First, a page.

3 Stars (15) James L. Brooks, 131 mins. Starring: Albert Brooks, Holly Hunter, William Hurt, Robert Prosky, Lois Chiles, Joan Cusack, Jack Nicholson.
Broadcast News (1987) is a film in two halves: a quirky office rom-com and a journalism drama exploring the commercialisation of news.
On one hand, you’ve got a love triangle between an attractive but dim news-anchor, Tom Grunick (William Hurt), a serious reporter, sadly friend-zoned, Aaron Altman (Albert Brooks) and the work-obsessed Jane Craig (Holly Hunter).
This alone works fine, the rom-com tropes are there – comedic scene stealers, “I’m in love with you” revelations and the break-up fight – but it lacks the happy ending you’d expect.
Then on the other, you have a drama with a side of social commentary, depicting the deadlines, ethical lines and takes a stab at the emergence of soft-news infotainment that threatens the hard news culture, during the 80s.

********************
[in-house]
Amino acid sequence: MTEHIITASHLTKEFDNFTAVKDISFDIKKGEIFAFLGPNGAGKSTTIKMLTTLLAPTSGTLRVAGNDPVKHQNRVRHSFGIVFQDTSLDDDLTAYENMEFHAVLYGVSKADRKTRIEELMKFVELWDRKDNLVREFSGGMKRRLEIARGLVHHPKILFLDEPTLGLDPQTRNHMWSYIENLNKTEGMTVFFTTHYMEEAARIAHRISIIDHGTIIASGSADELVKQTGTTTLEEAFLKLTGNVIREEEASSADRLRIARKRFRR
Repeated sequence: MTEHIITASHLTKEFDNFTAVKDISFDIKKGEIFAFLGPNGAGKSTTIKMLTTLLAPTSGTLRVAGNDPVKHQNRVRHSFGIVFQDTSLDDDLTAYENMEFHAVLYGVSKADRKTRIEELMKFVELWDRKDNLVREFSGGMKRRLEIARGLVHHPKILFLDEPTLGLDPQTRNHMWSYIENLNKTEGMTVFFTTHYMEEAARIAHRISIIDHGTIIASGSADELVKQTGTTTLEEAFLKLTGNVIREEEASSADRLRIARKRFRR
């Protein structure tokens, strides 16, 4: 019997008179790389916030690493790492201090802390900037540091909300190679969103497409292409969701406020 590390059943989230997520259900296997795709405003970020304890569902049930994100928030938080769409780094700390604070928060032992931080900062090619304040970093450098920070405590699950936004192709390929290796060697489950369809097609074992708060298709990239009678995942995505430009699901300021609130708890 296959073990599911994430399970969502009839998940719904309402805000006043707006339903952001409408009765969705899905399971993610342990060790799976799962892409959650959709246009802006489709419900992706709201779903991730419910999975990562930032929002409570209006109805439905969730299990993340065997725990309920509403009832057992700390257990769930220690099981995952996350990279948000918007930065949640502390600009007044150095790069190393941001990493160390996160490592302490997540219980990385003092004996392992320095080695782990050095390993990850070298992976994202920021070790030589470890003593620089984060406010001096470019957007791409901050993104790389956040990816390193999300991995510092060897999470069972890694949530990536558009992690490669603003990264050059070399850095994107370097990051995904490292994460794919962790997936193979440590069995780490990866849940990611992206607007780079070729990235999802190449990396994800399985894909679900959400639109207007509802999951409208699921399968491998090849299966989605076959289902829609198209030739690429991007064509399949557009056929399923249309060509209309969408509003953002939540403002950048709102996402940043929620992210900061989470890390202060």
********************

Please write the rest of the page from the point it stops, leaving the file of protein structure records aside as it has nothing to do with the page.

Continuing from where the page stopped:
They both work; just not together. The long-running time allows the love to get lost amongst the copy, making it more of a hit than a miss.
The film constantly jumps between the two genres, which lead me to spend most of the film asking where is the love? (I mean it’s described as a rom-com on its sleeve)
Despite the confusing parts, Holly Hunter’s characterisation as Jane proves to be a stellar performance.
Who doesn’t love an 80’s feminist who loves her work more than she ever could love a man?
Unfortunately, for writer and director James L. Brooks, his dance with blurring lines between genres has made him fall victim to the same trap as Jane.
“I’ve passed a line someplace. I am beginning to repel people I’m trying to seduce”.
If you’re looking for a rom-com, I wouldn’t put this high on your list of must-watches.
But if you’re looking for a journalism movie – and can ignore the love story – then I’d say it’s worth at least one viewing. Maybe two.